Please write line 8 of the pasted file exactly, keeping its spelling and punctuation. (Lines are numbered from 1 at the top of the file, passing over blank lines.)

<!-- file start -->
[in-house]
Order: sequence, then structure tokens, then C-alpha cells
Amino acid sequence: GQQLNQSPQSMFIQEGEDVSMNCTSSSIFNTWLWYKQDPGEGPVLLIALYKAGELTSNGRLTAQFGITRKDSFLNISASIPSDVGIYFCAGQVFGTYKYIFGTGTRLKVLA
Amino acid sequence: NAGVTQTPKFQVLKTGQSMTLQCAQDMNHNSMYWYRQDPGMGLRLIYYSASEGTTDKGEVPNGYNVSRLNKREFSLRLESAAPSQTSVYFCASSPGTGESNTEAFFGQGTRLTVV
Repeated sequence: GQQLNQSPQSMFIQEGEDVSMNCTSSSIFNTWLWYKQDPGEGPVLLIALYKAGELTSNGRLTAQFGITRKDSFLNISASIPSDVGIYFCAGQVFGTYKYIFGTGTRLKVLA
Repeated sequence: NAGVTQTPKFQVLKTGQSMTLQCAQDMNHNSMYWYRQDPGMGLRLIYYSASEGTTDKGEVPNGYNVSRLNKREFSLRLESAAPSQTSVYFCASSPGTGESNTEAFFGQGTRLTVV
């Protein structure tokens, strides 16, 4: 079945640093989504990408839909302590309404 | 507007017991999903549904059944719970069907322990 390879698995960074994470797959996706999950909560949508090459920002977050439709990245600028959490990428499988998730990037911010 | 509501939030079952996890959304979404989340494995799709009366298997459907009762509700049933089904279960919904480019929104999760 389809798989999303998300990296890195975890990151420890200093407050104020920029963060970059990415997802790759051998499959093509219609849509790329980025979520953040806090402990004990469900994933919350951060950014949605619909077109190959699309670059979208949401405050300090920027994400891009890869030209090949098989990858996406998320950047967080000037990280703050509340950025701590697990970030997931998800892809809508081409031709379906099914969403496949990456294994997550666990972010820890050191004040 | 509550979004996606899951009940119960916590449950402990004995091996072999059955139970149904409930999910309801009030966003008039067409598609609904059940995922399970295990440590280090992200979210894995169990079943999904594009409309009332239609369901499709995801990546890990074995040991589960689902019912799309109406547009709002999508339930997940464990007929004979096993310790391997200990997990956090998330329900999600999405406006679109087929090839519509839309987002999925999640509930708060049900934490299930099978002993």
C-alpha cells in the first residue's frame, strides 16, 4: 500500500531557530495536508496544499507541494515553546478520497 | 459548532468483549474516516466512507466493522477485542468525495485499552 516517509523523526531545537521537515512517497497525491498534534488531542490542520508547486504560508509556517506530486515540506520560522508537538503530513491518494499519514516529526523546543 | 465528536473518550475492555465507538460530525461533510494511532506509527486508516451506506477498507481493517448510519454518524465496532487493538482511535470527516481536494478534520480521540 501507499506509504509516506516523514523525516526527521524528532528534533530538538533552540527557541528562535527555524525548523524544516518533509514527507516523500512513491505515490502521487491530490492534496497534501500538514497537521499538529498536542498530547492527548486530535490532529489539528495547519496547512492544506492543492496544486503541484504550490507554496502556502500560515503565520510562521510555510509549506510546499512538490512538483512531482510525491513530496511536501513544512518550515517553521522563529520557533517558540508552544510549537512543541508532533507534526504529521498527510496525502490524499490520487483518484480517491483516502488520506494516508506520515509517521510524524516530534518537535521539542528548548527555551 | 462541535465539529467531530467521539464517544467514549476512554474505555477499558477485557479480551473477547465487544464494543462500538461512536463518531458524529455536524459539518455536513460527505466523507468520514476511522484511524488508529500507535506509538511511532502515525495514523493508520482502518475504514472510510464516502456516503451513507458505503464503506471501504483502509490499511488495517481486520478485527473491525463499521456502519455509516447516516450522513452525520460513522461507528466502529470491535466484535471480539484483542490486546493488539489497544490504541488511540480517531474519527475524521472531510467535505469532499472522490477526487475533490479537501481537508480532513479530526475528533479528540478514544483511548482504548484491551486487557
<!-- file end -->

C-alpha cells in the first residue's frame, strides 16, 4: 500500500531557530495536508496544499507541494515553546478520497 | 459548532468483549474516516466512507466493522477485542468525495485499552 516517509523523526531545537521537515512517497497525491498534534488531542490542520508547486504560508509556517506530486515540506520560522508537538503530513491518494499519514516529526523546543 | 465528536473518550475492555465507538460530525461533510494511532506509527486508516451506506477498507481493517448510519454518524465496532487493538482511535470527516481536494478534520480521540 501507499506509504509516506516523514523525516526527521524528532528534533530538538533552540527557541528562535527555524525548523524544516518533509514527507516523500512513491505515490502521487491530490492534496497534501500538514497537521499538529498536542498530547492527548486530535490532529489539528495547519496547512492544506492543492496544486503541484504550490507554496502556502500560515503565520510562521510555510509549506510546499512538490512538483512531482510525491513530496511536501513544512518550515517553521522563529520557533517558540508552544510549537512543541508532533507534526504529521498527510496525502490524499490520487483518484480517491483516502488520506494516508506520515509517521510524524516530534518537535521539542528548548527555551 | 462541535465539529467531530467521539464517544467514549476512554474505555477499558477485557479480551473477547465487544464494543462500538461512536463518531458524529455536524459539518455536513460527505466523507468520514476511522484511524488508529500507535506509538511511532502515525495514523493508520482502518475504514472510510464516502456516503451513507458505503464503506471501504483502509490499511488495517481486520478485527473491525463499521456502519455509516447516516450522513452525520460513522461507528466502529470491535466484535471480539484483542490486546493488539489497544490504541488511540480517531474519527475524521472531510467535505469532499472522490477526487475533490479537501481537508480532513479530526475528533479528540478514544483511548482504548484491551486487557